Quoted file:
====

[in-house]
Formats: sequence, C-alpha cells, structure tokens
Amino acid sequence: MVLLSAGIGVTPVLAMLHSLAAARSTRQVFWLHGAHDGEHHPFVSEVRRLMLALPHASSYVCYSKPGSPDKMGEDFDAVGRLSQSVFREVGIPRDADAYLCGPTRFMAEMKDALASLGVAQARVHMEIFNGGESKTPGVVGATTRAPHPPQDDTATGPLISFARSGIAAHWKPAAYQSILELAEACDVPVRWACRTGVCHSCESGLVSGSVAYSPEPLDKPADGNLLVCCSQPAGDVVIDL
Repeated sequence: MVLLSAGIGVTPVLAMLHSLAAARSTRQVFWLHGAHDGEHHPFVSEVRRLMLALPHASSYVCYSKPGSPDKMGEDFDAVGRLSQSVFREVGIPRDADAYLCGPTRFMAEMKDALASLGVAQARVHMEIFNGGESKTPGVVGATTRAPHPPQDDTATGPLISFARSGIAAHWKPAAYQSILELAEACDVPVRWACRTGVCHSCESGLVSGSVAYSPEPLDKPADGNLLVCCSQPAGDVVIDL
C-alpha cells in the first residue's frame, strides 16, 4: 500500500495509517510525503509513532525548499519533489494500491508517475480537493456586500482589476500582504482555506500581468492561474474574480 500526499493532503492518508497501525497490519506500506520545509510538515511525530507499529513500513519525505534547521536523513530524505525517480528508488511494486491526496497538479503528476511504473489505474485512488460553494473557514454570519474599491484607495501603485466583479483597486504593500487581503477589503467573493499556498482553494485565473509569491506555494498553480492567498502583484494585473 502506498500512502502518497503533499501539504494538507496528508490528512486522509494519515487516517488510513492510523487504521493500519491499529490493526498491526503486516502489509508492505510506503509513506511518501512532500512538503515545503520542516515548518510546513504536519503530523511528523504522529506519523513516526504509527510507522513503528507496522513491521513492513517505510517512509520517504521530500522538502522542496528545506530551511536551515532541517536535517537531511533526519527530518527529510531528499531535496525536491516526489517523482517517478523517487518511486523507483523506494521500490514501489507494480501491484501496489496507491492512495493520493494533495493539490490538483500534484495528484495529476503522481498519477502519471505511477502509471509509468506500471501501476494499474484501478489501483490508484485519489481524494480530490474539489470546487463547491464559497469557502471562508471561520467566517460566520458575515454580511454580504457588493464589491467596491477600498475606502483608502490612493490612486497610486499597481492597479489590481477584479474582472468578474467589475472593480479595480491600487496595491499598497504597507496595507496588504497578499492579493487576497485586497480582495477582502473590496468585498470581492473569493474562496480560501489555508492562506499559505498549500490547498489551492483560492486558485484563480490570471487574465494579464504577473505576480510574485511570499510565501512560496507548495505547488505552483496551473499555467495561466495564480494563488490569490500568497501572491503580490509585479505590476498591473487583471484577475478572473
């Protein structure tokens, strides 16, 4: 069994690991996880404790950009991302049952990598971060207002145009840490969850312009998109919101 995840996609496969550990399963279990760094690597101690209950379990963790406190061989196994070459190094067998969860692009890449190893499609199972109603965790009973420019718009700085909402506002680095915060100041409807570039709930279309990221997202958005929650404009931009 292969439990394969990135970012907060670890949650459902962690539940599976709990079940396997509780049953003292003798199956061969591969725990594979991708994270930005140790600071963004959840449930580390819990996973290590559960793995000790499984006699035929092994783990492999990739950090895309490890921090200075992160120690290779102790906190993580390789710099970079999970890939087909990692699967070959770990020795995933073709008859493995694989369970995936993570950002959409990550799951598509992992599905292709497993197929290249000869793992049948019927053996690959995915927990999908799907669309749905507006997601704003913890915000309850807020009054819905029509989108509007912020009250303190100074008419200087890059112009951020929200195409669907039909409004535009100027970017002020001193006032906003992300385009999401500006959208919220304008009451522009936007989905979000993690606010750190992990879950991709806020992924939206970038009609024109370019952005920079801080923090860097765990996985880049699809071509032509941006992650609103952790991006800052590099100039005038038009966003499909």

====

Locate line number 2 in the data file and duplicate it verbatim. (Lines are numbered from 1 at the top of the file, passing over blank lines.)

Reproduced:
Formats: sequence, C-alpha cells, structure tokens